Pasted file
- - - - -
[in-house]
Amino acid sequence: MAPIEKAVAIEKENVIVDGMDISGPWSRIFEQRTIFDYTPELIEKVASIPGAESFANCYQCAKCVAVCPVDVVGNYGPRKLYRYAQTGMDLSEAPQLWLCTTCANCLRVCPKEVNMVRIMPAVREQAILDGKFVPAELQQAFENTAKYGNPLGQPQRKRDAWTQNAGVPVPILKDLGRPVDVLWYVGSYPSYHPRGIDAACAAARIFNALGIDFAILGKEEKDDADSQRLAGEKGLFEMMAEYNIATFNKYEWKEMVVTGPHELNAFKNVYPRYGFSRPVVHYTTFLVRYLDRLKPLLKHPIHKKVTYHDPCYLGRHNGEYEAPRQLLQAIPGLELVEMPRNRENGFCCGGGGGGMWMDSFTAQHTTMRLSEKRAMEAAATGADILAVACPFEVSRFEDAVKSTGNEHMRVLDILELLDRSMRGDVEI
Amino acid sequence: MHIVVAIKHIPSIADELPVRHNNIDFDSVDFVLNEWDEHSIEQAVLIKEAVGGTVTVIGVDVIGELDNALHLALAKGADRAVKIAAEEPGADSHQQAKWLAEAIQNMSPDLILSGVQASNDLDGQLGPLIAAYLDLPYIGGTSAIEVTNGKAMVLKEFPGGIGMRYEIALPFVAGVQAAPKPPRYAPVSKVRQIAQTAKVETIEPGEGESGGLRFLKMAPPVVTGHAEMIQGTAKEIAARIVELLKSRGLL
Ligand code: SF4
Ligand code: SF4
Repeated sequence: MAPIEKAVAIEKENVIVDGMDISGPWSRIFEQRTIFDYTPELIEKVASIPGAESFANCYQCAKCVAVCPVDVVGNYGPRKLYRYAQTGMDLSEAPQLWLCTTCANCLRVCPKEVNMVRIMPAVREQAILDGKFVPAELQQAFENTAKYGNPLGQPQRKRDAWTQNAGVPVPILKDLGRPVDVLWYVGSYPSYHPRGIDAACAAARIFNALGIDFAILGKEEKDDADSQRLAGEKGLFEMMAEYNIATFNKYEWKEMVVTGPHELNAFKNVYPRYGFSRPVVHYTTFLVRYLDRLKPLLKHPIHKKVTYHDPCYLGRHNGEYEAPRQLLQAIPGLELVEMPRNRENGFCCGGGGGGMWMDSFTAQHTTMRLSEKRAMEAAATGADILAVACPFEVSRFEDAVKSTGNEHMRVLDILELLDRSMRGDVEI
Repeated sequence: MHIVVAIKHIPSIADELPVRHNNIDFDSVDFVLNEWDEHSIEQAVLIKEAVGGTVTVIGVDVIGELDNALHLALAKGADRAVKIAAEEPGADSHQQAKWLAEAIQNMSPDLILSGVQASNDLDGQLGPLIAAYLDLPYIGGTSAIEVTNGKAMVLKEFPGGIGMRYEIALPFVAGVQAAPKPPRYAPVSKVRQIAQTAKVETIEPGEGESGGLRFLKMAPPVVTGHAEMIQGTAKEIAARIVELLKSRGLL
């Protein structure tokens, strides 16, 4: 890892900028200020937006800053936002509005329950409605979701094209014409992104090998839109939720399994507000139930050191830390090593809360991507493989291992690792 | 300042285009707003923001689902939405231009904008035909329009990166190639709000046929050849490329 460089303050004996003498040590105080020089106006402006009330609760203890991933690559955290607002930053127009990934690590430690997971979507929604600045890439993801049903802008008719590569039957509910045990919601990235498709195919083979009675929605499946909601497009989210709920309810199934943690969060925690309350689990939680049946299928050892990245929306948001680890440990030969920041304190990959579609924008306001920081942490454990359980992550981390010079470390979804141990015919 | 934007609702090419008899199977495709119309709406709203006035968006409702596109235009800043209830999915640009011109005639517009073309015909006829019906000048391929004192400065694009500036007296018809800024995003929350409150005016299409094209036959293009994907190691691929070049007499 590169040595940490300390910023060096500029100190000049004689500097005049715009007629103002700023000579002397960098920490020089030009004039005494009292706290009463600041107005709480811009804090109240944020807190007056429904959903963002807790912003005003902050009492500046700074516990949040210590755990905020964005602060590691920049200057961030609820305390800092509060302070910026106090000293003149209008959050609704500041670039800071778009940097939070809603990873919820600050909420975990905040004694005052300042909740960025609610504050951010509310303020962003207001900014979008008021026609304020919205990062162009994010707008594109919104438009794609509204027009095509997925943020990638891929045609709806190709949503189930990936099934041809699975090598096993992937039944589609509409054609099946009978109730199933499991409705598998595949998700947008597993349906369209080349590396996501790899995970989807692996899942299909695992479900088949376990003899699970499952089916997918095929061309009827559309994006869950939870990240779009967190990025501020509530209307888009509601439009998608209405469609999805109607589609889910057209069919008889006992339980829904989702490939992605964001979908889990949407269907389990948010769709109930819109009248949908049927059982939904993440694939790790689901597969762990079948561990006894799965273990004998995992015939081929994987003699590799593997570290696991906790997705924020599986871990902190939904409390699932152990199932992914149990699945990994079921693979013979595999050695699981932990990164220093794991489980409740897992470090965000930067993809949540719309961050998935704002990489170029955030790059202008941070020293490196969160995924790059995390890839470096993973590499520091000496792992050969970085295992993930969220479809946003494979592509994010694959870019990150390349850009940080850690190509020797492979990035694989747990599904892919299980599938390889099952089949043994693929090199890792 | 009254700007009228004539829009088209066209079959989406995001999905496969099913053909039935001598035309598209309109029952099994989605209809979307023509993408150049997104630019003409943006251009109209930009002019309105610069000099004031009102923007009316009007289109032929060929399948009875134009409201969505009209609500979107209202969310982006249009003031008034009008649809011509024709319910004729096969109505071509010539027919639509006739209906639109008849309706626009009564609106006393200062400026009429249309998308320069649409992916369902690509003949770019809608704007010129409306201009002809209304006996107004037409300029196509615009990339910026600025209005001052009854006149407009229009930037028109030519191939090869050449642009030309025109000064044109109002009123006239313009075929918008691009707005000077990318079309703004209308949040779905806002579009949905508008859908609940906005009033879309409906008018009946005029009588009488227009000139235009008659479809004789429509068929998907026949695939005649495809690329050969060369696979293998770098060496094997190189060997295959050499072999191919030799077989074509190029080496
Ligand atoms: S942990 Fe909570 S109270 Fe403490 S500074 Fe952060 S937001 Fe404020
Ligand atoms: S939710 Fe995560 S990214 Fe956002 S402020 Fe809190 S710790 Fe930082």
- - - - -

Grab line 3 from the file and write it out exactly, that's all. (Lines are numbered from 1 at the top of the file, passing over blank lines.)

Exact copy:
Amino acid sequence: MHIVVAIKHIPSIADELPVRHNNIDFDSVDFVLNEWDEHSIEQAVLIKEAVGGTVTVIGVDVIGELDNALHLALAKGADRAVKIAAEEPGADSHQQAKWLAEAIQNMSPDLILSGVQASNDLDGQLGPLIAAYLDLPYIGGTSAIEVTNGKAMVLKEFPGGIGMRYEIALPFVAGVQAAPKPPRYAPVSKVRQIAQTAKVETIEPGEGESGGLRFLKMAPPVVTGHAEMIQGTAKEIAARIVELLKSRGLL